Category Archives: Character Building

The unreliable narrator

In my ‘Corpse-Eater Saga,’ I wanted to push myself a bit with my writing.  I try to do that as often as I can.  In this case I did a couple of things that I don’t normally do.  The first thing I did was give myself a narrator who relies less on his eyesight than the rest of us.  That has actually been much harder for me to handle than you’d think.  Recently i went back over book one and I found several things I should have done differently if I really wanted to make that detail stick.

But the other thing I did, the thing that I want to contemplate right now, is use an unreliable narrator.

As a rule, the unreliable narrator is not my favorite tool.  Mostly it goes back to my own gullibility.  As a rule, when somebody tells me something, my first instinct is to believe them.  Even after having been lied to many times, and having discovered that I was given an obscenely one-sided story, when I talk to people and they tell something, I have to make a concerted effort not to assume that their recitation is the literal truth.

I have used unreliable narrators before, particularly in short stories.  Having someone who is misinformed or unable to perceive the truth of a particular situation is quite useful for twist endings.  But in ‘Awfully Appetizing,’ I am trying for something a bit subtler with my character.  I’m trying to write the story of somebody who is dishonest with himself.  Giving quiet hints that his perception of the world is skewed has proven more difficult than I anticipated.

Part of the problem may be that I’m going for something a little bit too subtle.  Or maybe he’s not dishonest enough with himself.  Is he really an unreliable narrator, or is he just uncertain?

Maybe I failed to make him unreliable and only made him conflicted.

One of the tricky things when you’re looking at writing a series is that it’s hard to maintain what you perceive as a flaw in your narrator over the course of years and years, and books and books.  You see the flaws in them so clearly, you can’t imagine how they could completely miss it in themselves.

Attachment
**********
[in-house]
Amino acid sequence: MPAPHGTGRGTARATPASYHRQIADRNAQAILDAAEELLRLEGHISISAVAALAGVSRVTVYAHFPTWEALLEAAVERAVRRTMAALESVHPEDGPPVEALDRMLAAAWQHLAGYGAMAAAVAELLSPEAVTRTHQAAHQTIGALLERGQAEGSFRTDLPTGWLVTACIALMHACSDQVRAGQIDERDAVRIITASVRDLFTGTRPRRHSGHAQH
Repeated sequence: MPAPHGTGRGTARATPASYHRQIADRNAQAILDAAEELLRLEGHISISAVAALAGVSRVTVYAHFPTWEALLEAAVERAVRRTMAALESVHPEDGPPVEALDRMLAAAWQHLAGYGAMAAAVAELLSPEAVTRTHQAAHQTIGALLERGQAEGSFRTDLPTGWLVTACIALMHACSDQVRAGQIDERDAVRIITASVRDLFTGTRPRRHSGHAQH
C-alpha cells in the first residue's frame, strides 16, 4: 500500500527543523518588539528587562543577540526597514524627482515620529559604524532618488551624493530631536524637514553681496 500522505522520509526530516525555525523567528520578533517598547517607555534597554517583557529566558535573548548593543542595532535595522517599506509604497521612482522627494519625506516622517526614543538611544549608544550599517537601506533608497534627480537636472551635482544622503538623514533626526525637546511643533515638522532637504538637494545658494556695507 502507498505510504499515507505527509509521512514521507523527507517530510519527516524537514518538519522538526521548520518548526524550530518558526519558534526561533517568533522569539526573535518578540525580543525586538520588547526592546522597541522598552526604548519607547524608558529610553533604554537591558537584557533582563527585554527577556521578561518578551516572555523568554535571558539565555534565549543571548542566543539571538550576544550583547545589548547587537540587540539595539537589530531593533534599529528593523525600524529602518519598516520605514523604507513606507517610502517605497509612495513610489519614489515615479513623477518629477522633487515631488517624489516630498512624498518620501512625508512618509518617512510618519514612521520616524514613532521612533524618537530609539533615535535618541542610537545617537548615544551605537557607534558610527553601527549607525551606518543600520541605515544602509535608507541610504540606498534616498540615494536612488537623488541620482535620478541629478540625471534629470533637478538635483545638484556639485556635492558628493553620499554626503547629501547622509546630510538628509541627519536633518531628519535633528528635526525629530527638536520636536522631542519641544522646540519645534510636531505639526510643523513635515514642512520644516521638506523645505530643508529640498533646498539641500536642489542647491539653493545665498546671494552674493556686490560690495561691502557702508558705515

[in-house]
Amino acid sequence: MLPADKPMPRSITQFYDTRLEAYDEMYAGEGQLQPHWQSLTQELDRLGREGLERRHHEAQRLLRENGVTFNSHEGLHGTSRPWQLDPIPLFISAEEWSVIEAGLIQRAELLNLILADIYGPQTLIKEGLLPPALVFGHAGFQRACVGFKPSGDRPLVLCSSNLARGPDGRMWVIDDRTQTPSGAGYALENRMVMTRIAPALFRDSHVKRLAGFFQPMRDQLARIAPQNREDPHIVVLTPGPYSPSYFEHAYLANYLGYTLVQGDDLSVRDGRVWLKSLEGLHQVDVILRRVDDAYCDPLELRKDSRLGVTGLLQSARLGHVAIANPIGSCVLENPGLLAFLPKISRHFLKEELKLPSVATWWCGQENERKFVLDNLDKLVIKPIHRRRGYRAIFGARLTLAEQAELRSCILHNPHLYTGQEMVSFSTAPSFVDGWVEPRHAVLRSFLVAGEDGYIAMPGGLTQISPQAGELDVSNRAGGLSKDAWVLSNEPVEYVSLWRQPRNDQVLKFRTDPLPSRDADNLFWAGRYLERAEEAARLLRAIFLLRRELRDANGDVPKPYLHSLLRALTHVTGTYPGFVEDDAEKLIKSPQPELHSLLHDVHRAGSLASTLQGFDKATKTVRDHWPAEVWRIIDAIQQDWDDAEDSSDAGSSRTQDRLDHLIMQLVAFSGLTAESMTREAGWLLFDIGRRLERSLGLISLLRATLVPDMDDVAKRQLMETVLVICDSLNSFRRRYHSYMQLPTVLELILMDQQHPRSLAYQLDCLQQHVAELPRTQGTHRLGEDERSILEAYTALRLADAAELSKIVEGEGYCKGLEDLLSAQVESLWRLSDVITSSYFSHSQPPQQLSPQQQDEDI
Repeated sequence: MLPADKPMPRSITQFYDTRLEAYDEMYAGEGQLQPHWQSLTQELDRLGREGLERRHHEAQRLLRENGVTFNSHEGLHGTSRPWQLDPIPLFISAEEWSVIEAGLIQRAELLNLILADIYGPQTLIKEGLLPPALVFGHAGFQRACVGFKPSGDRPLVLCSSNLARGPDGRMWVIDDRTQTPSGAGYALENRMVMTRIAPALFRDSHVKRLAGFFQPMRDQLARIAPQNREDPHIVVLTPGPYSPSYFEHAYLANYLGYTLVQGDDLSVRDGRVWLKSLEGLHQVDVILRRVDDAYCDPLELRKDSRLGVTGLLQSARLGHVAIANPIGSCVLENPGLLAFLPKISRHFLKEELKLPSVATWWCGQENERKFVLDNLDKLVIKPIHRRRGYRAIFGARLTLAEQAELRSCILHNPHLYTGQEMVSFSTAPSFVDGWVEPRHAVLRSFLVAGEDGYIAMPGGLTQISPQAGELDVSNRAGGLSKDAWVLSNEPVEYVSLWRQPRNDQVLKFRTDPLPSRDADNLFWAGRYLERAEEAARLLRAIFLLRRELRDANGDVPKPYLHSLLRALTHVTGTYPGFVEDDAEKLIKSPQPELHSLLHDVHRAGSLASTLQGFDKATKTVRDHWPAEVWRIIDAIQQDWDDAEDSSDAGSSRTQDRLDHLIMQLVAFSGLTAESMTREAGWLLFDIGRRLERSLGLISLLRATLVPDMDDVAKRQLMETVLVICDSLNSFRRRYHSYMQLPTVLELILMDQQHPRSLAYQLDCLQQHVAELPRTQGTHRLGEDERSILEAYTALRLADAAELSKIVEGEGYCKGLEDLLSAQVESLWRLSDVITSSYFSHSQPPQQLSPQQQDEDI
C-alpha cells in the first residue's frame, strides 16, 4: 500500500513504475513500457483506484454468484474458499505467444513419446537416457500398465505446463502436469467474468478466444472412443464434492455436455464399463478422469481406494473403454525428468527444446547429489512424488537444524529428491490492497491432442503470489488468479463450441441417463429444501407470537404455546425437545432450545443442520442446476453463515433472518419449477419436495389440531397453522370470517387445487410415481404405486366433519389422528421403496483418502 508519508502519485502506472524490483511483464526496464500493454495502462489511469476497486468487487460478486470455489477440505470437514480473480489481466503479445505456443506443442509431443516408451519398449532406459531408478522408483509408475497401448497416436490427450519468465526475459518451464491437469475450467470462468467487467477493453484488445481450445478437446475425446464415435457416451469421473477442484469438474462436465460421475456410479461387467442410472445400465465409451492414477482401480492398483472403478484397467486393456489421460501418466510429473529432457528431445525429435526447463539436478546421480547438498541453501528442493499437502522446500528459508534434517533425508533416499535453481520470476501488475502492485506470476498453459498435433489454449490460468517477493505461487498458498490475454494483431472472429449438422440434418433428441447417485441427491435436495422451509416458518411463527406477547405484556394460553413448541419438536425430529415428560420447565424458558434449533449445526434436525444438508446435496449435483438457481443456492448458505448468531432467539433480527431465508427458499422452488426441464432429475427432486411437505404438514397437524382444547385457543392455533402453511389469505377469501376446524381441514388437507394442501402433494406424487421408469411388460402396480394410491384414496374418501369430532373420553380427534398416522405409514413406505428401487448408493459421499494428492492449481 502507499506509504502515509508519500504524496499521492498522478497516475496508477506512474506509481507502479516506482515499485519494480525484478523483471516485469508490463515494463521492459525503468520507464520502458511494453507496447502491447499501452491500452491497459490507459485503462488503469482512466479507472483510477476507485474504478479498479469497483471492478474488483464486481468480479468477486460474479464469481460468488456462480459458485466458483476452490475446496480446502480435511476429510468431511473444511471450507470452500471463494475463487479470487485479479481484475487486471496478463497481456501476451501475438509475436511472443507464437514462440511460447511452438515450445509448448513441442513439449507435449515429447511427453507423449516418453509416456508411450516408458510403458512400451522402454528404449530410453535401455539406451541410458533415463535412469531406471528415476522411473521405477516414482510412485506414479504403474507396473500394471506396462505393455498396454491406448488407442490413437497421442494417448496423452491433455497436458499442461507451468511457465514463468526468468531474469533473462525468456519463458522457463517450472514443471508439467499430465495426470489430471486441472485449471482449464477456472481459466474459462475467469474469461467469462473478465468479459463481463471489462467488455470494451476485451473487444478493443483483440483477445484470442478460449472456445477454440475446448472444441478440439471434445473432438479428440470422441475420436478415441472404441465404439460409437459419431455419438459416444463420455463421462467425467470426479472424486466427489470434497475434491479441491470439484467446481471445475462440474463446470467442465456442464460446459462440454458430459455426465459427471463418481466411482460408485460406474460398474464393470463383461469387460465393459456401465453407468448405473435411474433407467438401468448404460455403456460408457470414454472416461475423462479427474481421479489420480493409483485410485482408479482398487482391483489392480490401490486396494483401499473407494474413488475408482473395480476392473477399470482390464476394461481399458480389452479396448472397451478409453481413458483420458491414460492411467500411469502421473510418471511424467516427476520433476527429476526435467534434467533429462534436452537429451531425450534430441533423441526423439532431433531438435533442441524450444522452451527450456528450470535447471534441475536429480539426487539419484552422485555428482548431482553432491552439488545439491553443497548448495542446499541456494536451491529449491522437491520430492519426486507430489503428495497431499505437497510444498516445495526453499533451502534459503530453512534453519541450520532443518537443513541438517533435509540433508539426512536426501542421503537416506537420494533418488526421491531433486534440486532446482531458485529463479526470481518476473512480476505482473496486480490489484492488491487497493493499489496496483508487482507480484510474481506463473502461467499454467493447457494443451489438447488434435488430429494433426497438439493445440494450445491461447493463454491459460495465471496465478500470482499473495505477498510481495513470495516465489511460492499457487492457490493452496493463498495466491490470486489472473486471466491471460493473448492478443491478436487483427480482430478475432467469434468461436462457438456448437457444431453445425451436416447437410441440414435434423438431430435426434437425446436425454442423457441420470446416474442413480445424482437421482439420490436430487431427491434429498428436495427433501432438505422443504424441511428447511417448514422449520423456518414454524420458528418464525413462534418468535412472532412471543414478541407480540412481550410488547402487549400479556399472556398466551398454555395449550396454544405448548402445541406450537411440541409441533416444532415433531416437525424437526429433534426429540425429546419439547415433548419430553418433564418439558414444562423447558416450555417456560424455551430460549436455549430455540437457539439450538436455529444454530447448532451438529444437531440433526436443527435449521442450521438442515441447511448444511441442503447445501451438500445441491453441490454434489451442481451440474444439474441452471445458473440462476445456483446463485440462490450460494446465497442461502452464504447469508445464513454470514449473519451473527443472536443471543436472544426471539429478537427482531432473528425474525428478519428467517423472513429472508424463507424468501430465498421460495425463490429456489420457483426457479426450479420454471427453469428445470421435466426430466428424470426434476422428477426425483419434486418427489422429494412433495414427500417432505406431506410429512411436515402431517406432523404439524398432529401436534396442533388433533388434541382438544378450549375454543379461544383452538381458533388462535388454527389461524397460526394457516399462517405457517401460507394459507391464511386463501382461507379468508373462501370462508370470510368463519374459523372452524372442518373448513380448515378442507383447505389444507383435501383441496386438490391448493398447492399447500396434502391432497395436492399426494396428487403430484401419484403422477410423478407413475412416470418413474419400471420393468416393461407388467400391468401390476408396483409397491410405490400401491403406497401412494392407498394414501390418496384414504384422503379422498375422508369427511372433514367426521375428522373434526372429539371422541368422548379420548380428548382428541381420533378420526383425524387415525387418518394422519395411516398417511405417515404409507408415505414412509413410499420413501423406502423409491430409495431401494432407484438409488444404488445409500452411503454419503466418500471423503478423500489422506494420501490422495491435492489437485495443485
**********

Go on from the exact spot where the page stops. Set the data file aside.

Well, if that’s the case, at least he should pick up some of my own personal flaws, the ones that I’m blind to.

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The price of power

So, I think that one of the problems that I have with so many books and movies and television shows these days is that the writers often forget that power should always come with some kind of price tag.  More than that, though, that the price should be, both related to the power it accompanies, and somehow similar in scale.

One of the most annoying things I find in vampire literature is when the only downside to becoming a vampire is that you get all whiny.  I’ve read a few books like that.  The main character bemoans his status and considers himself damned, but has a totally manageable bloodlust, a slight aversion to sunlight, and is completely unaffected by articles of faith.

One of my favorite examples of the cost of power properly associated with the degree of power is in Firefly.  You have the Captain, whose skill and resolve are the result of having the joy and hope beaten out of him over the course of a long and miserable war.  Zoe, the consummate soldier, is incapable of shedding her attachment to military formality.  She MUST obey her captain.  She MUST hide her emotions.  Then there’s the doctor, who has dedicated himself so fully to his practice that he is barely functional outside of a hospital.  He is constantly putting his foot in his mouth, constantly unable to relate, but dammit he’s brilliant.

You can go down the list, and each and every character has a greatness associated with them, that has also cost them in some way.  And the most powerful character, River, is also the most flawed, being, depending on how you view her, either completely nuts, or one hundred percent sane.  Either way it amounts to the same thing, and makes her as much of a liability is she is an asset.

Seven Favorite Sins

So, there are a lot of ways to go about building characters.  You can base them on people that you know, or exaggerated ideals.  You can make them to fit a special need in your writing, or you can imagine a crazy society and ask yourself what would come about because of that.

Sometimes, though, what I find myself with are too-perfect characters.  I make them, not into reflections of myself, but reflections of who I’d like to be.  I make them the ideal human, then wonder why nobody can relate to them.

Well, if you ever find yourself with a character that you think might be just a little bit too perfect, here’s something you can try: ask yourself what their favorite sin is.

There are seven deadly sins, let me see if I can list them all:

Lust

Greed

Wrath

Pride

Sloth

Gluttony

Envy

Now,as I understand it, there are people out there who have managed to completely rid themselves of one or maybe two of these, but let’s be honest here, for the rest of us, all seven are pretty big.  But the thing you have to keep in mind is that everyone has at least one of these that is there go-to sin.  Or, if you’re not a fan of the word ‘sin,’ let’s call it imbalance.  Whatever name you give it, it comes back to the same thing:  There’s something in you that drives you to behave foolishly.

Pick one, give it to your character, and whenever you write that character, remember that failing and make a point of bringing it out a bit.  It’s a fantastic way to make your characters be just a little more human, when you would otherwise be writing them as minor gods.